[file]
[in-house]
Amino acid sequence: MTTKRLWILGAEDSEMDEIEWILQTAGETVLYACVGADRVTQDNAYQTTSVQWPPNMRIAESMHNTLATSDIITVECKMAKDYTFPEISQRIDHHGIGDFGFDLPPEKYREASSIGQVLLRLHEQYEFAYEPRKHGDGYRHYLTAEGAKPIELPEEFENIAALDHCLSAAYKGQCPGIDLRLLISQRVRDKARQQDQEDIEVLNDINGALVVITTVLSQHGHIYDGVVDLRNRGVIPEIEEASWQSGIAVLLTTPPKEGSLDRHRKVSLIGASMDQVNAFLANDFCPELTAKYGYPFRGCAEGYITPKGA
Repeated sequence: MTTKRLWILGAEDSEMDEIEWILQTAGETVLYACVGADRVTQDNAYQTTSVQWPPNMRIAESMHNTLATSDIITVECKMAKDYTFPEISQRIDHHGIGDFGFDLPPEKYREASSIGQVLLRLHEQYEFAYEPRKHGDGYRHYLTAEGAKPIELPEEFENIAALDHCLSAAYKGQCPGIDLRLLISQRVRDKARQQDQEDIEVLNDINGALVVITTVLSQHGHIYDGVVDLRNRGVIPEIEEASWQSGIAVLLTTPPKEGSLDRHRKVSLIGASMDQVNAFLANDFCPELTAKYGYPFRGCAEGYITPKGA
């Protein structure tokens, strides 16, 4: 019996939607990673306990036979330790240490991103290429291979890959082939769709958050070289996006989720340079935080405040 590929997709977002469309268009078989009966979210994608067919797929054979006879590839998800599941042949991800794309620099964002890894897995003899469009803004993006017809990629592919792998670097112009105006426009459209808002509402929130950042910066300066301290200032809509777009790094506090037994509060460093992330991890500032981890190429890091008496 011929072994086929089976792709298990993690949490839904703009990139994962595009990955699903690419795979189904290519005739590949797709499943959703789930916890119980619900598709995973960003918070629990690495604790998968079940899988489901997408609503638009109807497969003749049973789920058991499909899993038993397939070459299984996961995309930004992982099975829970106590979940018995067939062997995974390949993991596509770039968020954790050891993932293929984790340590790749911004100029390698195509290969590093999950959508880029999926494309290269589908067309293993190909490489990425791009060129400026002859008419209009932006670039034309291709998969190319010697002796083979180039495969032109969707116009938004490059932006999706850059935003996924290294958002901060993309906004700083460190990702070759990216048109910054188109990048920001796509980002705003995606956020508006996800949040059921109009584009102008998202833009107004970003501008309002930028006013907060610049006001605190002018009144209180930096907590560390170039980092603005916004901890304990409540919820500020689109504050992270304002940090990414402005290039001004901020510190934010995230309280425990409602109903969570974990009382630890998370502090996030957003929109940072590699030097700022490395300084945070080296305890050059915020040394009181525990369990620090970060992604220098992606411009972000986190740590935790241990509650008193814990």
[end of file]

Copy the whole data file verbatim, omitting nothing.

[in-house]
Amino acid sequence: MTTKRLWILGAEDSEMDEIEWILQTAGETVLYACVGADRVTQDNAYQTTSVQWPPNMRIAESMHNTLATSDIITVECKMAKDYTFPEISQRIDHHGIGDFGFDLPPEKYREASSIGQVLLRLHEQYEFAYEPRKHGDGYRHYLTAEGAKPIELPEEFENIAALDHCLSAAYKGQCPGIDLRLLISQRVRDKARQQDQEDIEVLNDINGALVVITTVLSQHGHIYDGVVDLRNRGVIPEIEEASWQSGIAVLLTTPPKEGSLDRHRKVSLIGASMDQVNAFLANDFCPELTAKYGYPFRGCAEGYITPKGA
Repeated sequence: MTTKRLWILGAEDSEMDEIEWILQTAGETVLYACVGADRVTQDNAYQTTSVQWPPNMRIAESMHNTLATSDIITVECKMAKDYTFPEISQRIDHHGIGDFGFDLPPEKYREASSIGQVLLRLHEQYEFAYEPRKHGDGYRHYLTAEGAKPIELPEEFENIAALDHCLSAAYKGQCPGIDLRLLISQRVRDKARQQDQEDIEVLNDINGALVVITTVLSQHGHIYDGVVDLRNRGVIPEIEEASWQSGIAVLLTTPPKEGSLDRHRKVSLIGASMDQVNAFLANDFCPELTAKYGYPFRGCAEGYITPKGA
């Protein structure tokens, strides 16, 4: 019996939607990673306990036979330790240490991103290429291979890959082939769709958050070289996006989720340079935080405040 590929997709977002469309268009078989009966979210994608067919797929054979006879590839998800599941042949991800794309620099964002890894897995003899469009803004993006017809990629592919792998670097112009105006426009459209808002509402929130950042910066300066301290200032809509777009790094506090037994509060460093992330991890500032981890190429890091008496 011929072994086929089976792709298990993690949490839904703009990139994962595009990955699903690419795979189904290519005739590949797709499943959703789930916890119980619900598709995973960003918070629990690495604790998968079940899988489901997408609503638009109807497969003749049973789920058991499909899993038993397939070459299984996961995309930004992982099975829970106590979940018995067939062997995974390949993991596509770039968020954790050891993932293929984790340590790749911004100029390698195509290969590093999950959508880029999926494309290269589908067309293993190909490489990425791009060129400026002859008419209009932006670039034309291709998969190319010697002796083979180039495969032109969707116009938004490059932006999706850059935003996924290294958002901060993309906004700083460190990702070759990216048109910054188109990048920001796509980002705003995606956020508006996800949040059921109009584009102008998202833009107004970003501008309002930028006013907060610049006001605190002018009144209180930096907590560390170039980092603005916004901890304990409540919820500020689109504050992270304002940090990414402005290039001004901020510190934010995230309280425990409602109903969570974990009382630890998370502090996030957003929109940072590699030097700022490395300084945070080296305890050059915020040394009181525990369990620090970060992604220098992606411009972000986190740590935790241990509650008193814990």